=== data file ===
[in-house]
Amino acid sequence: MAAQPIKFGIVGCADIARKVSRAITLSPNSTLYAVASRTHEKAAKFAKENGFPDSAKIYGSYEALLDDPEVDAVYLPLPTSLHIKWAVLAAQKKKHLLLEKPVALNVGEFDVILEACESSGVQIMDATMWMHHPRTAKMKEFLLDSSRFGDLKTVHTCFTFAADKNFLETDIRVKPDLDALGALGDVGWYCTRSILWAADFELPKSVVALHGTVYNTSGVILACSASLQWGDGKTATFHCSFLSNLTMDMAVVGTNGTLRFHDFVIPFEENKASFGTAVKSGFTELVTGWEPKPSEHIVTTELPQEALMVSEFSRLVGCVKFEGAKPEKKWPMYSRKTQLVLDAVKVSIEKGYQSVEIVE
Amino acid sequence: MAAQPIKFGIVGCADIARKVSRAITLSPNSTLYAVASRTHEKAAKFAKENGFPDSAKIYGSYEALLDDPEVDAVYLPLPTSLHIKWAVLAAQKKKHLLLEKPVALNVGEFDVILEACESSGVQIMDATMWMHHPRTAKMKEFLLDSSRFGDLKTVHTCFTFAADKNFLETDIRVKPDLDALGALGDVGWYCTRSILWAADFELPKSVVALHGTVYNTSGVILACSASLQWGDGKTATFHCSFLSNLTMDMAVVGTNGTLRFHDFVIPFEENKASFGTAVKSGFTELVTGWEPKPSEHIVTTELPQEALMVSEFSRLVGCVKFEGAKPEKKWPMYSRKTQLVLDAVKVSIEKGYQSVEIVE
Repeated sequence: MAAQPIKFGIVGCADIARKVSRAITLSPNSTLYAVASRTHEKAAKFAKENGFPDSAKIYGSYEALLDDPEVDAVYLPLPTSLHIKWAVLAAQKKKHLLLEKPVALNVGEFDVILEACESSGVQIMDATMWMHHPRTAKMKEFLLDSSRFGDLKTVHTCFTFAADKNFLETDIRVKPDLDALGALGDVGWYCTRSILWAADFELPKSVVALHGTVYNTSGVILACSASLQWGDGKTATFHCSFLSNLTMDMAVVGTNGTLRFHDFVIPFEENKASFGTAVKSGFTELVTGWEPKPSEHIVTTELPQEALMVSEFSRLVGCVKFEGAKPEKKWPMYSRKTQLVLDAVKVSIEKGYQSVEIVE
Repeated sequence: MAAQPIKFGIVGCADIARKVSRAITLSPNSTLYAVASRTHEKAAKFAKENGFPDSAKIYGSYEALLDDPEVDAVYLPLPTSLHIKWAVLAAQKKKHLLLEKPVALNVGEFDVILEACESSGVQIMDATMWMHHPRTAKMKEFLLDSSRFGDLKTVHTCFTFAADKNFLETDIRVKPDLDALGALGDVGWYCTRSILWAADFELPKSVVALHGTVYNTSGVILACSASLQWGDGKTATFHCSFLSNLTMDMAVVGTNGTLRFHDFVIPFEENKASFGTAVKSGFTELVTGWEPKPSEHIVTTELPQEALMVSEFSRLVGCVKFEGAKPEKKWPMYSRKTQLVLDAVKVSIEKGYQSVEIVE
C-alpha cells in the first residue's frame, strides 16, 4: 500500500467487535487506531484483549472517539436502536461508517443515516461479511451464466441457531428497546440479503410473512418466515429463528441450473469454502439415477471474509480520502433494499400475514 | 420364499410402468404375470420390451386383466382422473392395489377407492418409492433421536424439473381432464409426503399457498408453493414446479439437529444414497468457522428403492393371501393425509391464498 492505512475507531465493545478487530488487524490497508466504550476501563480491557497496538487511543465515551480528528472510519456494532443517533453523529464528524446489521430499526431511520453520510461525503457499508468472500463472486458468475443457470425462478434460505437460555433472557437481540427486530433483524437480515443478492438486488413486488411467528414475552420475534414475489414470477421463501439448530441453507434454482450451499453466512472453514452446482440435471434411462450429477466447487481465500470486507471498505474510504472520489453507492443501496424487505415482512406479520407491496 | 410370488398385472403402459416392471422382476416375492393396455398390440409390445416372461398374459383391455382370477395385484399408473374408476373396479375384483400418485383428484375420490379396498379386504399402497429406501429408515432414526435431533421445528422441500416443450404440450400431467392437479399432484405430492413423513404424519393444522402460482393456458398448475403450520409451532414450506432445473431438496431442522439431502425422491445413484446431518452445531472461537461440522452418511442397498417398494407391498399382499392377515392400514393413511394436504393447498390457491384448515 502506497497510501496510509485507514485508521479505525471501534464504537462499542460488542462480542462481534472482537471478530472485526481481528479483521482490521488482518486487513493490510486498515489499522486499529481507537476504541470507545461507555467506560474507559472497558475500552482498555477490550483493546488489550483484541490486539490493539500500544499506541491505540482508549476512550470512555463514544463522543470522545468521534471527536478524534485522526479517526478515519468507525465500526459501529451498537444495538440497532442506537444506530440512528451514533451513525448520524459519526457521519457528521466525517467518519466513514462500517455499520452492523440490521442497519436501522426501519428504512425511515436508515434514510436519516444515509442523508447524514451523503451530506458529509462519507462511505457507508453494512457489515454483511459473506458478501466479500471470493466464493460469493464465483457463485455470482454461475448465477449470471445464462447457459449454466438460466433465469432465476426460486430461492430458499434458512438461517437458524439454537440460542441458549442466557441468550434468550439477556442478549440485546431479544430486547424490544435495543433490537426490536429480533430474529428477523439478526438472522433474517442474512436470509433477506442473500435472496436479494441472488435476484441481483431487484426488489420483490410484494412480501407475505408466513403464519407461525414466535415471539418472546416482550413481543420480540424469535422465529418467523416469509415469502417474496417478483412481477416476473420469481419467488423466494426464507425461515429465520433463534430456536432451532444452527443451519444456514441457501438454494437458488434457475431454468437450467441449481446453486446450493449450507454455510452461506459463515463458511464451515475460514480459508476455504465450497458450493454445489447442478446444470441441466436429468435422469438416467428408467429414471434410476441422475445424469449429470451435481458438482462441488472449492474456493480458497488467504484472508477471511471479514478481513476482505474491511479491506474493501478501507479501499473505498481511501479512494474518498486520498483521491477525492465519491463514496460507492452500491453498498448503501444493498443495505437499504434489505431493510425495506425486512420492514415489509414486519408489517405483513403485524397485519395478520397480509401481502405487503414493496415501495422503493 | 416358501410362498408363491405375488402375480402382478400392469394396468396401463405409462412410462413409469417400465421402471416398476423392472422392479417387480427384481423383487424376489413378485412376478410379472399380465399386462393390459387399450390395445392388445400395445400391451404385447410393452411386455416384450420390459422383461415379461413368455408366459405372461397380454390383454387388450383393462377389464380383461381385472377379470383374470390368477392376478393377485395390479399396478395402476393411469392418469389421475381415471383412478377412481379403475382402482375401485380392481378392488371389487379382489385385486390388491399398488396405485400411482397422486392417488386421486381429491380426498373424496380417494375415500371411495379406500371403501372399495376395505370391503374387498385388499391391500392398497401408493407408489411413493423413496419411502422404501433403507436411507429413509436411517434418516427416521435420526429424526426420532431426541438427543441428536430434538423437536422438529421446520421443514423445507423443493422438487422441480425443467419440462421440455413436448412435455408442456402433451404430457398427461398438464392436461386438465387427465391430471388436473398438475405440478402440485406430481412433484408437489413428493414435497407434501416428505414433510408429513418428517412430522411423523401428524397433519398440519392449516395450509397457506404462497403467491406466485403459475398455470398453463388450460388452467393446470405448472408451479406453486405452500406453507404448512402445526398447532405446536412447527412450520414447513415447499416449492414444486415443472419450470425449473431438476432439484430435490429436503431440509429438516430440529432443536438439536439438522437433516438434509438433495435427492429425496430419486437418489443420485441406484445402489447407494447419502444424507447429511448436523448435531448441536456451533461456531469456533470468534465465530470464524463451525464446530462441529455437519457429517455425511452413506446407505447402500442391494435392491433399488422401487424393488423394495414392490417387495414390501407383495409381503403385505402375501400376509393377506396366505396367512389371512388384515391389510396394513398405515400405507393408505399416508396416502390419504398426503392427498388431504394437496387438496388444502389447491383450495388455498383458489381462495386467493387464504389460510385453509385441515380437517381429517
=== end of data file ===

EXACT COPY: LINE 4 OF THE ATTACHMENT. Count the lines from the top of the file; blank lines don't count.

Repeated sequence: MAAQPIKFGIVGCADIARKVSRAITLSPNSTLYAVASRTHEKAAKFAKENGFPDSAKIYGSYEALLDDPEVDAVYLPLPTSLHIKWAVLAAQKKKHLLLEKPVALNVGEFDVILEACESSGVQIMDATMWMHHPRTAKMKEFLLDSSRFGDLKTVHTCFTFAADKNFLETDIRVKPDLDALGALGDVGWYCTRSILWAADFELPKSVVALHGTVYNTSGVILACSASLQWGDGKTATFHCSFLSNLTMDMAVVGTNGTLRFHDFVIPFEENKASFGTAVKSGFTELVTGWEPKPSEHIVTTELPQEALMVSEFSRLVGCVKFEGAKPEKKWPMYSRKTQLVLDAVKVSIEKGYQSVEIVE